Shutting Women’s Voices Down: Men Are Not The Problem
WHAT’S THE ISSUE: I’ve worked with two teachers (one is a Primary School teacher, the other a Secondary School teacher) who witnessed a husband telling his wife to “shut up” (in front of his child) at Parents Evening. I have yet to hear of a wife, at Parents Evening, telling her husband to “shut up”.
It sounds like it’s more common for men to shut women’s voices down, than vice versa. This could lead us to conclude that men are the problem. However, in this article, I’d like to share two historical examples of how women’s voices have been shut down, to emphasize the following point: men are NOT the problem.
There are women in positions of influence who abuse their power and who fight to shut women’s voices down, too. Controlling behavior is the problem, irrespective of whether this behavior comes from a man or a woman.
SHUTTING WOMEN DOWN: WOMEN OPPRESSING WOMEN
There are women, today, who are responsible for shutting girls’ and women’s voices down, both in family life, and in work life. But this is quite a sensitive issue. So for the purposes of this article, I will focus on a historical example of one of the most powerful women in European history: Queen Victoria.
One of my Year 8 students asked me the following question in the middle of a lesson a few months ago (we were studying the issue of women’s suffrage, and why it took so long for women in Britain to get the right to vote):
What a great question! I didn’t know the answer. I’d never thought about it before.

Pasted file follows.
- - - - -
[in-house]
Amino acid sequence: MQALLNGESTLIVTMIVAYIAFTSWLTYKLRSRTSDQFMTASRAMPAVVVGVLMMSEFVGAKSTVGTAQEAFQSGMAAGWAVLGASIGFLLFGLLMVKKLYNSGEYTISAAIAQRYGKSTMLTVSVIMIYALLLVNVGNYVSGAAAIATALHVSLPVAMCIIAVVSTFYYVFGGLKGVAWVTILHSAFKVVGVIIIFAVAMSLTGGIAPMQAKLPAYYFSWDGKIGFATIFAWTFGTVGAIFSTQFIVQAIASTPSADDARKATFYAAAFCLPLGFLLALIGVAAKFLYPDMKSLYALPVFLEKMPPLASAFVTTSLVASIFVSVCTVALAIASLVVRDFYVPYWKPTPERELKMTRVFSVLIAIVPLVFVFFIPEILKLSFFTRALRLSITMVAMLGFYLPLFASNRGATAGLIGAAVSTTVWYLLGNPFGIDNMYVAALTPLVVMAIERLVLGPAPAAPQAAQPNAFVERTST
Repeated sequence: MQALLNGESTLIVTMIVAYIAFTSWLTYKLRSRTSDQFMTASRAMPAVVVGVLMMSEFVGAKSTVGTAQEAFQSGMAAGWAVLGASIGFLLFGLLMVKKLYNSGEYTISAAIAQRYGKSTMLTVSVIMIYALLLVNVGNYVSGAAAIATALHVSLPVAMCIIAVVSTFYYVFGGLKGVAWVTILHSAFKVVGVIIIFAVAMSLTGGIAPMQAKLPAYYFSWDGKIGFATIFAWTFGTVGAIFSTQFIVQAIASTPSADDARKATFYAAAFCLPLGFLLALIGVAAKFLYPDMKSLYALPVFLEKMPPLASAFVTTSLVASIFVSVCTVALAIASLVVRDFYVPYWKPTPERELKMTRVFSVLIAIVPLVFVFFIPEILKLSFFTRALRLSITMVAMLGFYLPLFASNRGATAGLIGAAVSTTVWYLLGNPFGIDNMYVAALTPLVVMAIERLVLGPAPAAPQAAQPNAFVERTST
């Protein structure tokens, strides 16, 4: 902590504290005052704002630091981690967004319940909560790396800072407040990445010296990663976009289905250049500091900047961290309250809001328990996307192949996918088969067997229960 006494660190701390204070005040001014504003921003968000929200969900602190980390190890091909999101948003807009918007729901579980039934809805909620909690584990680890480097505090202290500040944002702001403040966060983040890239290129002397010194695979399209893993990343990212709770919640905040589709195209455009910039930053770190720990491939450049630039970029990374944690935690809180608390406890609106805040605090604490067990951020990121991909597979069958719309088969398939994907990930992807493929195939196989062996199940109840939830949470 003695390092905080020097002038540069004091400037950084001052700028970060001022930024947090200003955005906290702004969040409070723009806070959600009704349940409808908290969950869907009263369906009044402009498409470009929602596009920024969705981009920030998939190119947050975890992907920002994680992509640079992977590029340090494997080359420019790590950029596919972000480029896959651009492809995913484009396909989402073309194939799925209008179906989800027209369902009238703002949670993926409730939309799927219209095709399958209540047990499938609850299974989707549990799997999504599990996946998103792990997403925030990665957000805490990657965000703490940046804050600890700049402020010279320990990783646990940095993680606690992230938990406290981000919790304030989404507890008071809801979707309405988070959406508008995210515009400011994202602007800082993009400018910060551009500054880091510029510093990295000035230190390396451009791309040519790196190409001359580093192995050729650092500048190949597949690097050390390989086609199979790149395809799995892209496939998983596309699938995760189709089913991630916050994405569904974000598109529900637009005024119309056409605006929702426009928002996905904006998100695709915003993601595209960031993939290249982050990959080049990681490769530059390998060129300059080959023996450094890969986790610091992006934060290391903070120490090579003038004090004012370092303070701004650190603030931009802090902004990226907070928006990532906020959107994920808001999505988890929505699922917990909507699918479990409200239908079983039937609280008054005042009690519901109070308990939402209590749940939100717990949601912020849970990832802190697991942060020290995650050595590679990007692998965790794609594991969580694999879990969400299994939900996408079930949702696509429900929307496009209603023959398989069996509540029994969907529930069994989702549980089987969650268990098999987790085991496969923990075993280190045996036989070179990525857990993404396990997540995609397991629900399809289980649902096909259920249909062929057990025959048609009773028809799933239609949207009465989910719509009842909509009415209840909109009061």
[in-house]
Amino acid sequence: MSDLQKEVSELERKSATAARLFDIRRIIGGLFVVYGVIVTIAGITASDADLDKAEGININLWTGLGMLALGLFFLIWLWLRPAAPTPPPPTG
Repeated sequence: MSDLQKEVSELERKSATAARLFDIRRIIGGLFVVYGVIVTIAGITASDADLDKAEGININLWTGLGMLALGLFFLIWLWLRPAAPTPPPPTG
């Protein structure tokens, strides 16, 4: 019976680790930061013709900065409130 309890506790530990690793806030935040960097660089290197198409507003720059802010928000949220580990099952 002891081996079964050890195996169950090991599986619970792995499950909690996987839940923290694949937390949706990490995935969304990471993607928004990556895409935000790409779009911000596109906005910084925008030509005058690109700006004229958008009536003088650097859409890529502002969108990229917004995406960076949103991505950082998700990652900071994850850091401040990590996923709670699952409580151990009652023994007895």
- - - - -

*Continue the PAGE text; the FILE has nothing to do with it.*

But while I was reading Joanna Trollope’s fascinating book, Britannia’s Daughters: Women of the British Empire during my summer break, I stumbled on a clue.
This is an extract from a letter written by Queen Victoria in 1870, addressed to a Sir Theodore Martin. Here’s what was going through Queen Victoria’s mind, at the time:
“I am most anxious to enlist anyone who can speak and write…[against] this mad, wicked folly of ‘women’s rights’ with all the attendant horrors on which her poor feeble sex seems bent, viz. in forgetting every sense of womanly feeling and propriety…It is a subject which makes the queen so furious that she cannot contain herself. Where would be the protection which man was intended to give the weaker sex? Pray try and give some good writing against it. The Times has written extremely well about it…” [Trollope, 1983, p 29].
Queen Victoria was, of course, powerful enough to rule without needing “the protection” of a man. Arguably, Queen Victoria was the most powerful monarch Britain in British History…despite being a member of the so-called “weaker sex”.
Now, some may dismiss such behavior as “She’s acting more like a man than a woman”. But I think it’s damaging to society to assume that this toxic form of masculinity is what makes someone “a man”.
Clearly, Queen Victoria’s controlling behavior towards other women had nothing to do with whether she herself was a man or a woman.
This isn’t a gender issue of ‘men versus women’; it’s a behavioral issue.
And let’s stop making dismissive, disempowering statements like: “History always repeats itself” and “We are all simply a product of our time”
Let’s stop talking about the past, present and future in a defeatist way.
I believe we need to understand the politics of emotion, both past and present, if we are to stop this historical pattern of women in positions of power shutting other girls and women down.
Let’s learn from the past.
Let’s stop this pattern of women shutting other women’s voices down.
Let’s call out the bad behavior, whenever we see a woman shutting other women down.
Let’s break the pattern.
SHUTTING WOMEN DOWN: MEN OPPRESSING WOMEN
Nagging is a way of expressing anger (in its milder form). When someone nags you, they’re feeling annoyed or irritated or irritated about something.
For such a minor offence as expressing a mild form of anger through nagging, the law in Victorian Britain gave husbands the freedom to lock their wives into one of these humiliating torture devices, which came to be known as the “scold’s bridle”.